It’s not a season of life that will bring us shalom. It is God’s presence.

A Better Way

The challenge of life is not to reach the season of victory, but to trust God in the midst of your current season. The only way to ever loose yourself from slavery to sin is to trust God in midst of slavery. The only way to navigate the wilderness is to trust God in midst of it. The only way to arrive into a victorious season is to trust God before you get there. But shalom isn’t even found in the victory. It is found in the fact that God is with us! If we look for the place of victory more than we look for God, then we are idolizing that victory. In that case, we will quickly forget God’s faithfulness once we arrive, and shalom will remain elusive.

The prophet Isaiah foretold Christ’s coming with these words, “For to us a child is born, to us a son is given, and the government will be on his shoulders. And he will be called Wonderful Counselor, Mighty God, Everlasting Father, Prince of Shalom” (Isaiah 9:6). This verse, typically printed on Christmas cards, takes on a whole new meaning when we look at it through this lens. The Prince of Shalom is Jesus. It gets even better when you take a look at the next verse, “Of the increase of His government and shalom there will be no end.” The implications of these verses are profound for believers. Shalom doesn’t come from good times; it comes from a person. Shalom doesn’t come from a circumstance; it comes from a person. Shalom won’t come from your breakthrough; it comes through a person. Shalom isn’t going to come to you through a promotion; it is coming through a person. No matter how hard we strive in our own strength, we won’t find shalom. Because what we all are really hungering after is the presence of God Himself. Only He can give the shalom we so long for.

The only answer to the deceitful heart (Jeremiah 17:9) is the new heart God gives us through Jesus (John 3:3). God gave His Son Jesus that we would know shalom in every season, every circumstance, and every trial. Jesus modeled shalom perfectly. In the middle of a storm, when Jesus and the disciples were on a boat that was filling with water, Jesus was asleep. How could He sleep in a wet boat? The boat was filling with water. The disciples were filling with fear and worry. Jesus was filled with shalom.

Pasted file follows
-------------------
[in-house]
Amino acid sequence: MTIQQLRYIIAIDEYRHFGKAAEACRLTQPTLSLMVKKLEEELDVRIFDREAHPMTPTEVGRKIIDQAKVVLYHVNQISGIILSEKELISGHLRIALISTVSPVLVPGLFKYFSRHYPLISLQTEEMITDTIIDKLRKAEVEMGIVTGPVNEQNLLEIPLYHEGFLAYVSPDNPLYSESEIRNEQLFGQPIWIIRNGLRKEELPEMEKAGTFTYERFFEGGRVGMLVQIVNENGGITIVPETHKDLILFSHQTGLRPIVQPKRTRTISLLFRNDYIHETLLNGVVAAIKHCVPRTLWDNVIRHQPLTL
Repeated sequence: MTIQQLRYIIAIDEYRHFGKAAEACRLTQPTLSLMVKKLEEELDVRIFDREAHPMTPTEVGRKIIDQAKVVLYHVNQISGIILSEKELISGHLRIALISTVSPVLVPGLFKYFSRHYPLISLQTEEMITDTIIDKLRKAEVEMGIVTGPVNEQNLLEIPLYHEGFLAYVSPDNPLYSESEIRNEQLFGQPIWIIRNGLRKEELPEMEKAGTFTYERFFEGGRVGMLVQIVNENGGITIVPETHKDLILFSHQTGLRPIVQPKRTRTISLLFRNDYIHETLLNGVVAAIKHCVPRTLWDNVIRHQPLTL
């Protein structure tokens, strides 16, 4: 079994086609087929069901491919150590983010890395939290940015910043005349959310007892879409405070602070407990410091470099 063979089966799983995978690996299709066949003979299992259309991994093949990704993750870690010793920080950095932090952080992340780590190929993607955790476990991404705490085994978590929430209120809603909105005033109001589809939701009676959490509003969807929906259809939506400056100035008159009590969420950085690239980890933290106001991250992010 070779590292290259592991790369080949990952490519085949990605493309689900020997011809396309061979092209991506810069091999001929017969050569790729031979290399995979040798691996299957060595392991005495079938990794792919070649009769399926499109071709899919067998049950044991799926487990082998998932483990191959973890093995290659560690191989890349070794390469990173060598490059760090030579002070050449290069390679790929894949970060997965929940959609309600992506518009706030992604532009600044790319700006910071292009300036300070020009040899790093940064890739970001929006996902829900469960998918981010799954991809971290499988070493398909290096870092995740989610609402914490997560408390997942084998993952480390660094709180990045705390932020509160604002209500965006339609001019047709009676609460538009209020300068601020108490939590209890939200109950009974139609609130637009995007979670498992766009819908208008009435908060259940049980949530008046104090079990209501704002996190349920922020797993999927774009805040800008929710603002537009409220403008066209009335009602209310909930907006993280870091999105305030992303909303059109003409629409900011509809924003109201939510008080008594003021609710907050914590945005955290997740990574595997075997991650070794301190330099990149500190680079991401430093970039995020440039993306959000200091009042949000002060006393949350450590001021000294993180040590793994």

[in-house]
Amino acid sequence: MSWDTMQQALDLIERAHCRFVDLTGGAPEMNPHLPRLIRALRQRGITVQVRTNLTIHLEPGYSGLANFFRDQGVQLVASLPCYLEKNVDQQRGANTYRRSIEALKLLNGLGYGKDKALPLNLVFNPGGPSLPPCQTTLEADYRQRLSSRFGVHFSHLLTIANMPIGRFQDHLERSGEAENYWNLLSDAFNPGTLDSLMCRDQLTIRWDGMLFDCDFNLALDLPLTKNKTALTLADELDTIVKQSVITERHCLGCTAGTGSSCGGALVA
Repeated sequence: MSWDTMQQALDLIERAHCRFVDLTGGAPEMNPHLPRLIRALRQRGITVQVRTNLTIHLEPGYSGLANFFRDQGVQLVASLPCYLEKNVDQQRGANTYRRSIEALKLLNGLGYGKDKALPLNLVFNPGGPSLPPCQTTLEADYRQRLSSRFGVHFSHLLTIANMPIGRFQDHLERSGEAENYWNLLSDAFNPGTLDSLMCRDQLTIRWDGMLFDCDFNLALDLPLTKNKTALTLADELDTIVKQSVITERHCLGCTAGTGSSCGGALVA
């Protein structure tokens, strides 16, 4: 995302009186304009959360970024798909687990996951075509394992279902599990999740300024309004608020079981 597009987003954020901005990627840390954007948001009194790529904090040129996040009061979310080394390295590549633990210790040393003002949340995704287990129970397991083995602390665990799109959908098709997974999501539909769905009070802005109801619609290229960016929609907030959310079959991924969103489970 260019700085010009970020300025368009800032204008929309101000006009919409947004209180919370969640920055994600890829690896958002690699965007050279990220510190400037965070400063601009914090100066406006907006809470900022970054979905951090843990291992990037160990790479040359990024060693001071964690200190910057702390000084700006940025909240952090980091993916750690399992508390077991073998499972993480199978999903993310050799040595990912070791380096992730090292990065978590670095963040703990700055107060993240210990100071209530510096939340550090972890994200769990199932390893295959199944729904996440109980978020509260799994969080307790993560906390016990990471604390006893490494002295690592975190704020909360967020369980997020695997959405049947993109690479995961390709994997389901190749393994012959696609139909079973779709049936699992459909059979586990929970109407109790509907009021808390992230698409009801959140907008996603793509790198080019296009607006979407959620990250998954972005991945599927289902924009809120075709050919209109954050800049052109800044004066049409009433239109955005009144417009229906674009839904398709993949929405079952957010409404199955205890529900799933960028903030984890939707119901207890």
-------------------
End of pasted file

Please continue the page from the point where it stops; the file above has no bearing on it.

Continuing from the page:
Shalom in God alone

Why do you think Jesus exposed His disciples to so many trials? It is because the trials produced trust. The disciples’ utter fear becomes absolute trust as they witness Jesus calm the storm. They went through a process. We must each take a hard look at where we are placing our trust in this season. We can’t place our trust in the government, we can’t place our trust in the stock market, and we definitely can’t place our trust in ourselves; we must place our trust in the Lord Jesus Christ—the Prince of Shalom.

Shalom is ours forever in Jesus Christ. This is God’s word, not mine. The only way we forsake that truth is if we allow the challenges to be greater than God himself. Let us not be like the Israelites, whose trials produced complaining and fear. Instead, may every trial produce trust in us as we live in the perfect shalom of our Father God.

About Josh Good

Josh and his wife, Alissa, lead DOVE USA Youth. Josh and Alissa are passionate about authentic community, heart to heart conversations, and living adventurously! They desire to see the next generation grasp the fullness of what it means to be a son or daughter of a good Father. Josh and Alissa also serve as the youth leaders at DOVE Westgate Church in Ephrata, PA. Prior to his current role, Josh worked at Messiah College discipling students through sports ministry in Harrisburg, PA, and internationally.